Moscow has to take into account Turkey’s interests and tensions between Ankara and Damascus. "The issue at hand could be the exchange of part of the territory in the Idlib de-escalation zone to areas around Tel Rifaat (a city located between Aleppo and the Syrian-Turkish border). Ankara seeks to free the area of Kurds and expand the zone controlled by the opposition loyal to it, but Damascus is hardly ready to agree to that," Russian International Affairs Council expert Kirill Semenov told the paper.
He highlighted the attempt by the Syrian National Army (composed of pro-Turkish opposition groups) to breach the defense line in in the Tel Rifaat area. Ankara says the Kurds were the target of the assault, but, according to the Russian Reconciliation Center, attempts were made to breach the pro-government forces’ defense line.
"The developments in Tel Rifaat and Idlib are interconnected. There is every likelihood that Syrian President Bashar al-Assad is opposed to a compromise between Moscow and Ankara. He does not understand why part of Tel Rifaat should be given to Turkey, if the Syrian army, he believes, can capture both it and Idlib," Semenov explained.
According to the expert, Turkey and Syria are currently testing each other for fortitude, while Moscow has to maneuver, because a feud with Turkey is not in its interests.
Rome hopes that the mutual sanctions imposed by Russia and the European Union are temporary and will be removed soon, Italian Ambassador to Russia Pasquale Terracciano told Izvestia.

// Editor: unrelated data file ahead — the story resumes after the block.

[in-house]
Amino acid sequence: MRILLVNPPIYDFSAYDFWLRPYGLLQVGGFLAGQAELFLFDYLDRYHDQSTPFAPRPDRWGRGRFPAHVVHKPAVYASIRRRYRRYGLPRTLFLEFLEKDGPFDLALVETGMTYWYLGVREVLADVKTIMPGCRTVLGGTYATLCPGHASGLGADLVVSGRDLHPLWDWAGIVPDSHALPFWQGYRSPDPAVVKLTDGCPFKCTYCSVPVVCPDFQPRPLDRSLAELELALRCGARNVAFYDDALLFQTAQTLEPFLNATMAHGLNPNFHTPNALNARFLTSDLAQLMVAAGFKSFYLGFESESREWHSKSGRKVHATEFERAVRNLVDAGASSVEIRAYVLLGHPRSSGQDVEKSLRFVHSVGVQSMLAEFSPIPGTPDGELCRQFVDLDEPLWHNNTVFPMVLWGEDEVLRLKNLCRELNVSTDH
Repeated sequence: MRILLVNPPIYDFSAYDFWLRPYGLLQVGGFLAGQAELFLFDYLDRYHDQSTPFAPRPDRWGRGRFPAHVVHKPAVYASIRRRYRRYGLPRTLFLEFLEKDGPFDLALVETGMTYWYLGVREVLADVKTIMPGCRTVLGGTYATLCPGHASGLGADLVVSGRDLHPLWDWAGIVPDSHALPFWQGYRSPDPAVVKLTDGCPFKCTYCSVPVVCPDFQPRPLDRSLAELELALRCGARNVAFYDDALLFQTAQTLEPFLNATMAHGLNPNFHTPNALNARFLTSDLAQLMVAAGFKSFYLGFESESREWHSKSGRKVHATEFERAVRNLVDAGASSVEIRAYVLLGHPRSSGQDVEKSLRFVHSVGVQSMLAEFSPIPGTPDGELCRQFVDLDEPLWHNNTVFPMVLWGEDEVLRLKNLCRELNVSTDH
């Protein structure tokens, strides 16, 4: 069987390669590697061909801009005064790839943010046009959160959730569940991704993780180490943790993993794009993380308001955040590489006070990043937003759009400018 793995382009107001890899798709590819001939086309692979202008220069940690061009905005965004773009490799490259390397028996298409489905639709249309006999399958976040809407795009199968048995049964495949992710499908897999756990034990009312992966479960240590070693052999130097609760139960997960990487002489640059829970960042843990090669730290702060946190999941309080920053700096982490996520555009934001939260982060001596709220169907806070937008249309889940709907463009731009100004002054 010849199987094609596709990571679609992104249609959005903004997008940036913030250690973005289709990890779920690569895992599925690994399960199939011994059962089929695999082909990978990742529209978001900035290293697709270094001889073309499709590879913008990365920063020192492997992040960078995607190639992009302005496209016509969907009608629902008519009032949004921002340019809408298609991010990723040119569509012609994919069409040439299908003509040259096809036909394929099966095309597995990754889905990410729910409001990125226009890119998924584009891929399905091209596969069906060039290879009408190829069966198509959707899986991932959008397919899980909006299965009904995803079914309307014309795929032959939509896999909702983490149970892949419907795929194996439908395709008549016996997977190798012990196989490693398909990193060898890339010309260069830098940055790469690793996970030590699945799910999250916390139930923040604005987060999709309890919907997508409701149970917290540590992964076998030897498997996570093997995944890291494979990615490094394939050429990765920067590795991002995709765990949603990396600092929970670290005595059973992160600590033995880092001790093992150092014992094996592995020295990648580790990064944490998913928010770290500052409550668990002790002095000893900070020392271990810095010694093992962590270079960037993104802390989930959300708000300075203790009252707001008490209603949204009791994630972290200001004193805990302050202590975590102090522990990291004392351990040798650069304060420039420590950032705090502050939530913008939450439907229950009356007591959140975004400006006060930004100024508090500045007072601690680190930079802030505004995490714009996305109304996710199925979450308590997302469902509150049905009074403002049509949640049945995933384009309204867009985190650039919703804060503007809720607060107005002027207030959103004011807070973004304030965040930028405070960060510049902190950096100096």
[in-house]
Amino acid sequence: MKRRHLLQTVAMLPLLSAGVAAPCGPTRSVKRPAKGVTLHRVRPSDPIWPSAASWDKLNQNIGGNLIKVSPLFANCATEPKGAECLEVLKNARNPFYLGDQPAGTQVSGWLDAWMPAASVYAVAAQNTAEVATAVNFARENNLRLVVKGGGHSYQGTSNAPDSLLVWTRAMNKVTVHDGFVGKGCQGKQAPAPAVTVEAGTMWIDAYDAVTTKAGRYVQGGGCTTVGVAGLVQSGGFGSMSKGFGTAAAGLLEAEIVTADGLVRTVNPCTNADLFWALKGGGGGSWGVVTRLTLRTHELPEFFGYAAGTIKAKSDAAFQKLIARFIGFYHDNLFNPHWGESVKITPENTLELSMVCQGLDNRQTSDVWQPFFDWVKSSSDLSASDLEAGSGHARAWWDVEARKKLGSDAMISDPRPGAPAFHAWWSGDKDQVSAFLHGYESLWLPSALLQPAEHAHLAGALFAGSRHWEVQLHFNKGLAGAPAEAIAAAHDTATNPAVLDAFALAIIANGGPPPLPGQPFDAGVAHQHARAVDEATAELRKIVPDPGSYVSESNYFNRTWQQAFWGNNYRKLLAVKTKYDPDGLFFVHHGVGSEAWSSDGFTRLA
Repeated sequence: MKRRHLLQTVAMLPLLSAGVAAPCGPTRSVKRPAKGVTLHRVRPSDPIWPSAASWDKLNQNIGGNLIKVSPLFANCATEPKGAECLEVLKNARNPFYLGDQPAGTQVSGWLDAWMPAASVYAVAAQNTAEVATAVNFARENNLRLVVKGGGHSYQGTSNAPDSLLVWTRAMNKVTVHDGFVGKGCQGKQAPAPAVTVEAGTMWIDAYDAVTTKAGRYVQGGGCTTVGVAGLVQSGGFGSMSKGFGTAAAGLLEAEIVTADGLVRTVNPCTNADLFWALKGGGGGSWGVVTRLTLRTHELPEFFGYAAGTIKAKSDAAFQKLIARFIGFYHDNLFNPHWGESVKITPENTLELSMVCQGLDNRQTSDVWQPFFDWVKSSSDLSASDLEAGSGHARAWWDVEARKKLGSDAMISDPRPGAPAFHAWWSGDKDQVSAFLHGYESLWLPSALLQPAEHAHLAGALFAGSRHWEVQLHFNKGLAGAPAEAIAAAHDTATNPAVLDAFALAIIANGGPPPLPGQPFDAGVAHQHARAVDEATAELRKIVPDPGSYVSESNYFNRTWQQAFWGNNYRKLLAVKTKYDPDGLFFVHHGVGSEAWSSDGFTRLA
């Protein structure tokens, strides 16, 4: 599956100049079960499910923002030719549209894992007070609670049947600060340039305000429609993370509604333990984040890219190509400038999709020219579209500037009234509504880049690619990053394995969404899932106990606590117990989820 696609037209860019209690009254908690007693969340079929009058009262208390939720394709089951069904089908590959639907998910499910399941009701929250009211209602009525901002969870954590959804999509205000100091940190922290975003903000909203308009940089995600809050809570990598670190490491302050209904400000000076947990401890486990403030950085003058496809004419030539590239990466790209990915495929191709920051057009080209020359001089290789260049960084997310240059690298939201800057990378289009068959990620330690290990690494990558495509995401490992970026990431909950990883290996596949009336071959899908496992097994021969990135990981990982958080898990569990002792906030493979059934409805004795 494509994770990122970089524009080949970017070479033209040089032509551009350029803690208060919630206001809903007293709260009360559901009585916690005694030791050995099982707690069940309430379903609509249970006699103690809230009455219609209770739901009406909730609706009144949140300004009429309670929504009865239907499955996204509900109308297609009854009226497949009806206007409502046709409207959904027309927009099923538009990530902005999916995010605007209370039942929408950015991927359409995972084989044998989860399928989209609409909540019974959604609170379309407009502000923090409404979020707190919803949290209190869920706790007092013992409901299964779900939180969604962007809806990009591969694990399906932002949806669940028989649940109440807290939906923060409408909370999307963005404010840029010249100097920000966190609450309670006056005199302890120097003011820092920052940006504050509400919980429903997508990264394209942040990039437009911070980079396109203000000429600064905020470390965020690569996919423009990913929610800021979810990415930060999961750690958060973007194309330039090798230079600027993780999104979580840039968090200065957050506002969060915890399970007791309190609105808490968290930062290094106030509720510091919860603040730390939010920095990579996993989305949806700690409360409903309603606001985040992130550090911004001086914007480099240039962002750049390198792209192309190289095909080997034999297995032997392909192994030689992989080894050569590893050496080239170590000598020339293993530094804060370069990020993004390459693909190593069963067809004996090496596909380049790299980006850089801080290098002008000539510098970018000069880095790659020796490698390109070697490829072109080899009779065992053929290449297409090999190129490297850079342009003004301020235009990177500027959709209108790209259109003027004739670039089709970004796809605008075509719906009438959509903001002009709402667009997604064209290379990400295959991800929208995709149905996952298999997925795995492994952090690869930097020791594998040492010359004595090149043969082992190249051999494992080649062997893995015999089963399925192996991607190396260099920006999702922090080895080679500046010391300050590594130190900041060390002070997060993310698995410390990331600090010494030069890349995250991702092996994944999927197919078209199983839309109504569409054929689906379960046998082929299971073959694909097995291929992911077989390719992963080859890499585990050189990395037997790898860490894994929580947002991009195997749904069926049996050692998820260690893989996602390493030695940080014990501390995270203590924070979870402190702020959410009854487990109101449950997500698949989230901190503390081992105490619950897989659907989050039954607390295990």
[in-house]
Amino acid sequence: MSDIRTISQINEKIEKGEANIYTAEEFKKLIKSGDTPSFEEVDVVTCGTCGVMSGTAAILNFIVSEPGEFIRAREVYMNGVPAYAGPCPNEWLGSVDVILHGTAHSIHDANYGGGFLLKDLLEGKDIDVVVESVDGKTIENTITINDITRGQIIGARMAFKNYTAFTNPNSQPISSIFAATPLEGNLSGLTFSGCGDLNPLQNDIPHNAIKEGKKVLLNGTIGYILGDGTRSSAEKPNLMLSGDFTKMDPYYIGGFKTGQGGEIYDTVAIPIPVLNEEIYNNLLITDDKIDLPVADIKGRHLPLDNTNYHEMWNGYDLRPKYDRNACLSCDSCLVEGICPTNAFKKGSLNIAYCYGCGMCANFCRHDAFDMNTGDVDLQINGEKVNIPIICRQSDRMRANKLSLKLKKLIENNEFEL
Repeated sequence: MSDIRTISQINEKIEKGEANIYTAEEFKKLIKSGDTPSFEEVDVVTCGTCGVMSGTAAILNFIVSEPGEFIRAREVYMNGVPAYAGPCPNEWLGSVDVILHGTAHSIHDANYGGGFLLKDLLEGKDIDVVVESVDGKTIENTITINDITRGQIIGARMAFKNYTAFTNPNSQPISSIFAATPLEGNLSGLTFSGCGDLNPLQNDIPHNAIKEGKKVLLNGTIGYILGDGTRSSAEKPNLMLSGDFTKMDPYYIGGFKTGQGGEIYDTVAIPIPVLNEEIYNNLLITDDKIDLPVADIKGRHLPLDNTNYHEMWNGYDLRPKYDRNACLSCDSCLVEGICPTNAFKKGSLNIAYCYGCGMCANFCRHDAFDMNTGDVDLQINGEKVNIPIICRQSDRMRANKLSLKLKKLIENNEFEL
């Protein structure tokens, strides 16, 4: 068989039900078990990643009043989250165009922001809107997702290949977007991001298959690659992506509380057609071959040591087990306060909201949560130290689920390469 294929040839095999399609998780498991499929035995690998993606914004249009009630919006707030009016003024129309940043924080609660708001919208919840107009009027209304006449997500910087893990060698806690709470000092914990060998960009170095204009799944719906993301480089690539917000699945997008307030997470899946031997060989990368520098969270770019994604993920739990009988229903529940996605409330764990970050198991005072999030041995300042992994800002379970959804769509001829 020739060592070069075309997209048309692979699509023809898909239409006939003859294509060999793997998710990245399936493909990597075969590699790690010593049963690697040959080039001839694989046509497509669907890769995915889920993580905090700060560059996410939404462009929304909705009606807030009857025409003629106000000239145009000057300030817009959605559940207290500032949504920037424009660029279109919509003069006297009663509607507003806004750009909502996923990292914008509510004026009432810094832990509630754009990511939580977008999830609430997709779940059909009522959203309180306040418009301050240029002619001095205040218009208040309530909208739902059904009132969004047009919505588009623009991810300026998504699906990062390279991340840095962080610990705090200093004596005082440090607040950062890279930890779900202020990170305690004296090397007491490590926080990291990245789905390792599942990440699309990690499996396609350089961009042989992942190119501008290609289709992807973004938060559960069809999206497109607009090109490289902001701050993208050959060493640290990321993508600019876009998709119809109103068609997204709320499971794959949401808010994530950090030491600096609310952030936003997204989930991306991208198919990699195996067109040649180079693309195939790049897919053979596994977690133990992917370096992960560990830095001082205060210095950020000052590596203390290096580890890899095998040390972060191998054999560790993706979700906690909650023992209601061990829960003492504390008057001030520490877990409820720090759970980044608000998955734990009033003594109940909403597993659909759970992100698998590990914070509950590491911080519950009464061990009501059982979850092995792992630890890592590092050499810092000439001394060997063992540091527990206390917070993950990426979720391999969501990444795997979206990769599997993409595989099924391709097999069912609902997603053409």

"We do believe that sanctions and their economic effects cannot be considered normal in relations between Russia and the West, and we miss no opportunity to voice that stance time and again, at all international platforms. These are temporary measures, and we hope they will become history soon. Their duration depends on how quickly the Minsk agreements are implemented," the ambassador said.
Referring to bilateral ties, he stressed that trade between Italy and Russia decreased due to the 2014 crisis. "The reasons for that are related not only to sanctions. They are also due to the devaluation of the ruble and falling oil prices. Not a single Italian company has left Russia over the past five years, and the positive signals emanating from the Russian economy confirm that this bold decision was justified. Last year, direct Italian investment in Russia exceeded $4 bln, and I am certain that our presence here has the potential for further growth," Terracciano stressed.
When asked to comment on bilateral energy cooperation and Russian gas supplies, the ambassador noted that Russia was "a strategic energy partner for Russia from the energy and industry viewpoint." "About 40% of all gas that we import annually comes from Russia. Italy appreciatively recognizes the reliability and competitiveness that Moscow had shown for a long time in direct energy supplies to our country. By the way, the first agreement on such supplies was signed between the USSR and Italy exactly 50 years ago, in 1969, and our countries’ contacts in the energy sector have carried on without any interruption since then," he pointed out.
The ambassador added that his country was looking forward to Russian President Vladimir Putin’s visit to Italy. "His consent to our invitation to visit our country in the coming months has been confirmed. This event will be an important opportunity to <…> continue our dialogue on bilateral and global issues that concern us directly," he emphasized.